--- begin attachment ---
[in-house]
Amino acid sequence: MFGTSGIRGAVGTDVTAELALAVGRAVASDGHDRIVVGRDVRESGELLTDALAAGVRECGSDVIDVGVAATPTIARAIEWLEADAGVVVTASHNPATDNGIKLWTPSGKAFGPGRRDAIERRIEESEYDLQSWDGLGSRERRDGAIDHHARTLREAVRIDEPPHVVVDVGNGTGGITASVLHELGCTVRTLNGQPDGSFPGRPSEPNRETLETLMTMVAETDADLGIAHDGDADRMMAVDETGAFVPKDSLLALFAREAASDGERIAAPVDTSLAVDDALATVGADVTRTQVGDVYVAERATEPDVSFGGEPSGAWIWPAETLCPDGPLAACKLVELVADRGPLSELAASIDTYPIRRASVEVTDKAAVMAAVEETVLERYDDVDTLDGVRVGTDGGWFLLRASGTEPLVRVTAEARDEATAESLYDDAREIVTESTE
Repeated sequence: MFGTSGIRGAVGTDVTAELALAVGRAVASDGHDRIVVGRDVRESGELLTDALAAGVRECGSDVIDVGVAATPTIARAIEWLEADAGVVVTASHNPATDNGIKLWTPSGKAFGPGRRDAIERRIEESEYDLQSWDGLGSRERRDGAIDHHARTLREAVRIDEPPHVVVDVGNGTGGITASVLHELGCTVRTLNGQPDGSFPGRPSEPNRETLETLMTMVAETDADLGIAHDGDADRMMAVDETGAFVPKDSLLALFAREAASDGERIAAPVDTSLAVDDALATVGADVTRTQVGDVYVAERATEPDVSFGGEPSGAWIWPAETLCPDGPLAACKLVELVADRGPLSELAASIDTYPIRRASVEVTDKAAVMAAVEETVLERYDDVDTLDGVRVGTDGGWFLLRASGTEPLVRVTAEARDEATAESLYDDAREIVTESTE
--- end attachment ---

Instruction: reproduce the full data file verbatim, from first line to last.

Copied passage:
[in-house]
Amino acid sequence: MFGTSGIRGAVGTDVTAELALAVGRAVASDGHDRIVVGRDVRESGELLTDALAAGVRECGSDVIDVGVAATPTIARAIEWLEADAGVVVTASHNPATDNGIKLWTPSGKAFGPGRRDAIERRIEESEYDLQSWDGLGSRERRDGAIDHHARTLREAVRIDEPPHVVVDVGNGTGGITASVLHELGCTVRTLNGQPDGSFPGRPSEPNRETLETLMTMVAETDADLGIAHDGDADRMMAVDETGAFVPKDSLLALFAREAASDGERIAAPVDTSLAVDDALATVGADVTRTQVGDVYVAERATEPDVSFGGEPSGAWIWPAETLCPDGPLAACKLVELVADRGPLSELAASIDTYPIRRASVEVTDKAAVMAAVEETVLERYDDVDTLDGVRVGTDGGWFLLRASGTEPLVRVTAEARDEATAESLYDDAREIVTESTE
Repeated sequence: MFGTSGIRGAVGTDVTAELALAVGRAVASDGHDRIVVGRDVRESGELLTDALAAGVRECGSDVIDVGVAATPTIARAIEWLEADAGVVVTASHNPATDNGIKLWTPSGKAFGPGRRDAIERRIEESEYDLQSWDGLGSRERRDGAIDHHARTLREAVRIDEPPHVVVDVGNGTGGITASVLHELGCTVRTLNGQPDGSFPGRPSEPNRETLETLMTMVAETDADLGIAHDGDADRMMAVDETGAFVPKDSLLALFAREAASDGERIAAPVDTSLAVDDALATVGADVTRTQVGDVYVAERATEPDVSFGGEPSGAWIWPAETLCPDGPLAACKLVELVADRGPLSELAASIDTYPIRRASVEVTDKAAVMAAVEETVLERYDDVDTLDGVRVGTDGGWFLLRASGTEPLVRVTAEARDEATAESLYDDAREIVTESTE